Academic journal article Social Work

Gender Differences in Drug Addiction and Treatment: Implications for Social Work Intervention with Substance-Abusing Women

Academic journal article Social Work

Gender Differences in Drug Addiction and Treatment: Implications for Social Work Intervention with Substance-Abusing Women

Article excerpt

Current research indicates that chemically dependent women differ from their male counterparts in specific ways: patterns of drug use, psychosocial characteristics, and physiological consequences of drug use. Research as well as clinical experience also shows that chemically dependent women have a great deal in common with nonaddicted women in this society. Such findings point to gender-specific differences that warrant careful attention in planning and provision of treatment. Data collected over the past decade demonstrate that women are more likely to abuse licit drugs and men are more likely to abuse illicit drugs (Corrigan, 1987; Sutker, 1981). Women who develop chemical dependency are more likely to describe the onset of their drug use as sudden and heavy, and men more often describe a gradual, progressive pattern of use (Herrington, Jacobson, & Benger, 1987; Wilsnack, 1982). In addition, there is evidence to suggest that addicted women frequently come from families in which one or more family members are also addicted (Cook, D'Amanda, & Benciavengo, 1981; Forth-Finegan, 1991).

This article highlights research on the ways in which chemically dependent women experience drug addiction and, in particular, ways in which they differ from chemically dependent men, ways in which chemically dependent women resemble nonaddicted women in this society, and ways in which traditional treatment models fail to meet the differential treatment needs of chemically dependent women. The authors draw on this research to describe an alternative approach to treatment and to identify opportunities and methods for social work intervention with substance-abusing women.

Gender-Specific Characteristics of Chemical Dependency

Patterns of Drug Use

A larger number of women than men abuse licit drugs such as tranquilizers, sedatives, psycho-active drugs, hypnotics, and stimulants. Women far exceed men in their medical and nonmedical use of prescription drugs and are more likely to obtain these drugs from "legitimate" sources, including physicians. Although the type of licit drug used and patterns of use vary somewhat according to age, geographical location, socio-economic background, and educational level, rates of licit drug abuse are greater for women than men in every age group, in each geographical location, and at every socioeconomic level (Sutker, 1981). Research also suggests that women are more frequently involved in multiple substance abuse--addiction to more than one mood-altering substance--than men (Celentano & McQueen, 1984).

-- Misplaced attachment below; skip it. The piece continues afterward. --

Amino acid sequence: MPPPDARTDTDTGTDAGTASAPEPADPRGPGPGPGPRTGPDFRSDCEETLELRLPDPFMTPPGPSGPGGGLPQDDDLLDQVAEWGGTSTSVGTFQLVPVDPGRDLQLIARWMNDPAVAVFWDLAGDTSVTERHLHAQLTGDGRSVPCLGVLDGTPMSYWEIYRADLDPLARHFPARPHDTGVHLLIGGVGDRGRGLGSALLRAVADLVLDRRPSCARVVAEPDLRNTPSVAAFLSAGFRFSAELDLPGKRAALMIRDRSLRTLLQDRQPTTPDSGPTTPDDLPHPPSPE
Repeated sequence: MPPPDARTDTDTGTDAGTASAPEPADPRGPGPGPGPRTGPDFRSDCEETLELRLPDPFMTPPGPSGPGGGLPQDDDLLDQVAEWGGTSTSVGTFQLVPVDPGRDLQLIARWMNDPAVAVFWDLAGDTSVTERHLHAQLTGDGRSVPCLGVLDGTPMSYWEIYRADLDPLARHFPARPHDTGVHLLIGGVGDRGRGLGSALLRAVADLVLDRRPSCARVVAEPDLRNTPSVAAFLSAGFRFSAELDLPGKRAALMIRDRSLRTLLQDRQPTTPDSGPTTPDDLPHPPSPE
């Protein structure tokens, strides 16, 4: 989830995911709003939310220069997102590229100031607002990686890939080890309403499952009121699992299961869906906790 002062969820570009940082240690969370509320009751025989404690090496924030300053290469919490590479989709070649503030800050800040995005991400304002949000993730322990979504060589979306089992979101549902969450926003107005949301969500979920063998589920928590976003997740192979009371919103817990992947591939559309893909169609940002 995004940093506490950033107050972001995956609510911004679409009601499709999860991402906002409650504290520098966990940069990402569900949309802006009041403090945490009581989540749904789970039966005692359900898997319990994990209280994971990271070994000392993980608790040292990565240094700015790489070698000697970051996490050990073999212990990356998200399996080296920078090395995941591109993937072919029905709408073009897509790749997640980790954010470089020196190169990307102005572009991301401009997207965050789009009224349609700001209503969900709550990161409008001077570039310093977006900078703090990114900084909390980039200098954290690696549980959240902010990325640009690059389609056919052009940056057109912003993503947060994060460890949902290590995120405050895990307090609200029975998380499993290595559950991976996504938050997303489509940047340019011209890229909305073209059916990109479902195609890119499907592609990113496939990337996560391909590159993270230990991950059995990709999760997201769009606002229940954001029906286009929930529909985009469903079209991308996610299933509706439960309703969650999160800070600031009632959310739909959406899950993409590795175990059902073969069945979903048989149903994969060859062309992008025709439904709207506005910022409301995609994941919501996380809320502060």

Chemically dependent women are also more likely than men to use drugs in isolation and in private rather than in public places (Marsh & Miller, 1985; Reed, 1985). Male clients in treatment for chemical dependency describe using drugs in bars and in other social settings, whereas female clients describe using drugs at home. These women also report having few to no friends and very limited social networks (Rhoads, 1983).

Onset of Drug Abuse

Many addicted women in treatment report that they began using drugs after a specific traumatic event in their lives (Doshan & Bursch, 1982; Kane-Cavaiola & Rullo-Cooney, 1991; Reed, 1985). Incest and rape are commonly cited precipitating events for drug use among women (Volpe & Hamilton, 1982-1983), and rates of sexual and physical abuse reported by women in treatment run as high as 75 percent (Forth-Finegan, 1991; Root, 1989; Roshenow, Corbett, & Devine, 1988). Other traumatic events that precipitate heavy drug use in women include sudden physical illness, accidents, and disruptions in family life (Reed, 1985). Women who may have forgotten or repressed such events experience significant increases in drug use on the emergence of memories and flashbacks associated with these events, and relapse is highly correlated with symptoms of posttraumatic stress disorder (Root, 1989).

Psychosocial Characteristics

It is more likely than not that addicted women come from families in which drugs were used as a primary coping strategy by one or more family members. …

Search by... Author
Show... All Results Primary Sources Peer-reviewed

Oops!

An unknown error has occurred. Please click the button below to reload the page. If the problem persists, please try again in a little while.